Stage IV NSCLC Treatment
The above trials demonstrated that EGFR tyrosine kinase inhibitors such as gefitinib or erlotinib are superior to the platinum combination chemotherapy as an initial treatment for pulmonary adenocarcinoma among nonsmokers or former light smokers in East Asia. It is likely that these results are applicable to non-Asian populations.
- In a European study (EURTAC), 1,227 patients with advanced NSCLC were screened for EGFR mutations. Of these, 174 patients with EGFR mutations were randomly assigned to receive erlotinib or platinum-based chemotherapy. The primary endpoint was PFS.
- In an interim analysis of the first 153 patients, PFS in the chemotherapy arm was 5.2 months (95% CI, 4.5–5.8) compared to 9.7 months (95% CI, 8.4–12.3) in the erlotinib arm (HR, 0.37; P < .0001). Median survival was 19.3 months in the chemotherapy arm and 19.5 months in the erlotinib arm (HR, 0.80; P = .42).[Level of evidence: 1iiDiii]
Maintenance therapy following first-line chemotherapy
One treatment strategy that has been investigated extensively in NSCLC is maintenance therapy following initial response to chemotherapy. Options for maintenance therapy that have been investigated include the following:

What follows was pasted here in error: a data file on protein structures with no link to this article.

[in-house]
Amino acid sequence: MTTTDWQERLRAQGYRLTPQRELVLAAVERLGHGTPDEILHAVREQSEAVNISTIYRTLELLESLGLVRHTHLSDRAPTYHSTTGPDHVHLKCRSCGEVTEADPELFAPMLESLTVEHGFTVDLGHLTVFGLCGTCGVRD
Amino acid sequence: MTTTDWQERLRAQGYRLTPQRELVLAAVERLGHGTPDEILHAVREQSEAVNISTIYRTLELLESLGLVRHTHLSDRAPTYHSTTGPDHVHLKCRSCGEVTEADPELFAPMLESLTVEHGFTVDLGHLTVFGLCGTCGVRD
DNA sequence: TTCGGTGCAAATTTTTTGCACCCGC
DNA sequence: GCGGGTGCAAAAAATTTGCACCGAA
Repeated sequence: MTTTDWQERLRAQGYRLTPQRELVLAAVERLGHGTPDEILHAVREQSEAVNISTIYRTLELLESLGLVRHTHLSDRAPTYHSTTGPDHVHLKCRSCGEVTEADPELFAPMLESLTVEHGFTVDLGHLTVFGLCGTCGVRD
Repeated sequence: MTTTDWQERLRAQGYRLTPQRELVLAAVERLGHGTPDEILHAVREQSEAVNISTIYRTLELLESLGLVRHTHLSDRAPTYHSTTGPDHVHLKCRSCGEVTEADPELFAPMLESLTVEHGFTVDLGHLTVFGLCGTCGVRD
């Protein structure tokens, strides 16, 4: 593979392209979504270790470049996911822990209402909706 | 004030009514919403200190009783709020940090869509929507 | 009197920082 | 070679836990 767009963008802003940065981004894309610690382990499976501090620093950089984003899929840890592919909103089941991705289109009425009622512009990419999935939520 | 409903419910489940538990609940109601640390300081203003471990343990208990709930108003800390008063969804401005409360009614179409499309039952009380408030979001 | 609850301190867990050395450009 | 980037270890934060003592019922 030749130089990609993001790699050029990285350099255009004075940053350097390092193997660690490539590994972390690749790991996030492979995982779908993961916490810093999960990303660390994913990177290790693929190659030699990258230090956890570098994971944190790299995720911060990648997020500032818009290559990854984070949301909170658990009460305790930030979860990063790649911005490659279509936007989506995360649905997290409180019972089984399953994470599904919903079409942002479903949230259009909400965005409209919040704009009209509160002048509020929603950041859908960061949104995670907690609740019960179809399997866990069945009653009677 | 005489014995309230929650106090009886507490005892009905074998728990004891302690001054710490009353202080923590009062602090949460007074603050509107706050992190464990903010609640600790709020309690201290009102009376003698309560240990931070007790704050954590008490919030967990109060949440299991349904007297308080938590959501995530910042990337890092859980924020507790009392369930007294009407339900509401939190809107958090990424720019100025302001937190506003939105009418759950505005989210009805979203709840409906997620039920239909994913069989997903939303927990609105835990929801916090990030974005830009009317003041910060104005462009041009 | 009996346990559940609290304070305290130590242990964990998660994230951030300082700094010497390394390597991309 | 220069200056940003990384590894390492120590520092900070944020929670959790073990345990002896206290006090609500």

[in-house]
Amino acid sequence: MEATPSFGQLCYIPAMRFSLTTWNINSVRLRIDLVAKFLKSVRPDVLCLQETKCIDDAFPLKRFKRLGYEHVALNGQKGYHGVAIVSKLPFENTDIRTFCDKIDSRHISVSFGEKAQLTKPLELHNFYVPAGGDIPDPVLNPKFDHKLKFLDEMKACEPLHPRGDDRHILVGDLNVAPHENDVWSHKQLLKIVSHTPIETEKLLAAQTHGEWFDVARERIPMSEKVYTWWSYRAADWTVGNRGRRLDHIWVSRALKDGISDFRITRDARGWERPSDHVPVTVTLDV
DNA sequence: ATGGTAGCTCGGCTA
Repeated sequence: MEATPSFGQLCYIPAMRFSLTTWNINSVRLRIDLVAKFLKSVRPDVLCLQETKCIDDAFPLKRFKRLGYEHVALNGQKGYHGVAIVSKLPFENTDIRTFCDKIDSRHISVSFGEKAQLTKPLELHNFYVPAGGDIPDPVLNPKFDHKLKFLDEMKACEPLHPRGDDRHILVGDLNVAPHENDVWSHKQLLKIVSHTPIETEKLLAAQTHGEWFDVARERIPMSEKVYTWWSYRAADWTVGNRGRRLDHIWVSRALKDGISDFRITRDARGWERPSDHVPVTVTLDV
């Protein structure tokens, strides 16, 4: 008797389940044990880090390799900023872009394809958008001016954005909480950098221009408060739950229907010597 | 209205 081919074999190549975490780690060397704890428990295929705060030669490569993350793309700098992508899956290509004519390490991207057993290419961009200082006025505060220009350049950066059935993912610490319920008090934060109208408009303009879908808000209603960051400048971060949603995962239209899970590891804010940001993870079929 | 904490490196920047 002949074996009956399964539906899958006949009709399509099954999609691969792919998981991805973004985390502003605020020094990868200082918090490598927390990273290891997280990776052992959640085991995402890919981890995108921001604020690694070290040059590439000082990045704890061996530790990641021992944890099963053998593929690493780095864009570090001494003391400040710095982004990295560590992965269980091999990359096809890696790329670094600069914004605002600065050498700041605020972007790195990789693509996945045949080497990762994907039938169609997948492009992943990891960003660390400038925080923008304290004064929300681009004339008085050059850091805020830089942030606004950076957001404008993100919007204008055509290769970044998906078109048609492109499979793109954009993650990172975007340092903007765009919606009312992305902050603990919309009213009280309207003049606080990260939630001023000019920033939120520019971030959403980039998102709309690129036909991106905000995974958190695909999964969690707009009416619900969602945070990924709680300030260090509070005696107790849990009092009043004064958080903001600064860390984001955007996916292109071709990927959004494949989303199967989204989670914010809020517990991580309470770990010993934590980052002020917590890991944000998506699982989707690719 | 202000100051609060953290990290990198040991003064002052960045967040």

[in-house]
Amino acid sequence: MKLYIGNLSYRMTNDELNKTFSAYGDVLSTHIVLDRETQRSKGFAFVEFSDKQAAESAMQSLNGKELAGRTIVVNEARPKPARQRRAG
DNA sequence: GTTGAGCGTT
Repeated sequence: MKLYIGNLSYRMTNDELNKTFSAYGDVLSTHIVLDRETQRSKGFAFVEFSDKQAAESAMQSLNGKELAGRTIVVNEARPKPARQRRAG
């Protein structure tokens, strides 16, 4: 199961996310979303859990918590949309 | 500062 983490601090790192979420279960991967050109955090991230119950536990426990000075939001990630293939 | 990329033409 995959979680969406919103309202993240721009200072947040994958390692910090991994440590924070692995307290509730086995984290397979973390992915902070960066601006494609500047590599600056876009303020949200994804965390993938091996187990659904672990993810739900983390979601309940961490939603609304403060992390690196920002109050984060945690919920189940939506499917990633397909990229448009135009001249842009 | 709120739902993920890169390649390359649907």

- Continuing the initial combination chemotherapy regimen.
- Continuing only single-agent chemotherapy.
- Introducing a new agent as "maintenance."
Multiple randomized trials have evaluated the efficacy of continuing first-line combination cytotoxic chemotherapy beyond three to four cycles.
Evidence (maintenance therapy following first-line chemotherapy):
- None of the trials of continued cytotoxic combinations showed a significant OS advantage with additional or longer durations beyond four cycles.
- Three trials found statistically significantly improved PFS or time to progression with additional chemotherapy.[42,43,44]
- No consistent improvement in quality of life was reported.[43,45,46]
- Chemotherapy-related toxicities were greater with prolonged chemotherapy.[45,46]
These data suggest that PFS, but not OS, may be improved either by continuing an effective chemotherapy beyond four cycles or by immediate initiation of alternative chemotherapy. The improvement in PFS, however, is tempered by an increase in adverse events from additional cytotoxic chemotherapy and no consistent improvement in quality of life. For patients who have stable disease or who respond to first-line therapy, evidence does not support the continuation of cytotoxic chemotherapy until disease progression or the initiation of a different chemotherapy prior to disease progression. Collectively, these trials suggest that first-line cytotoxic combination chemotherapy should be stopped at disease progression or after four cycles in patients whose disease is not responding to treatment; it can be administered for no more than six cycles.[42,43,45,46]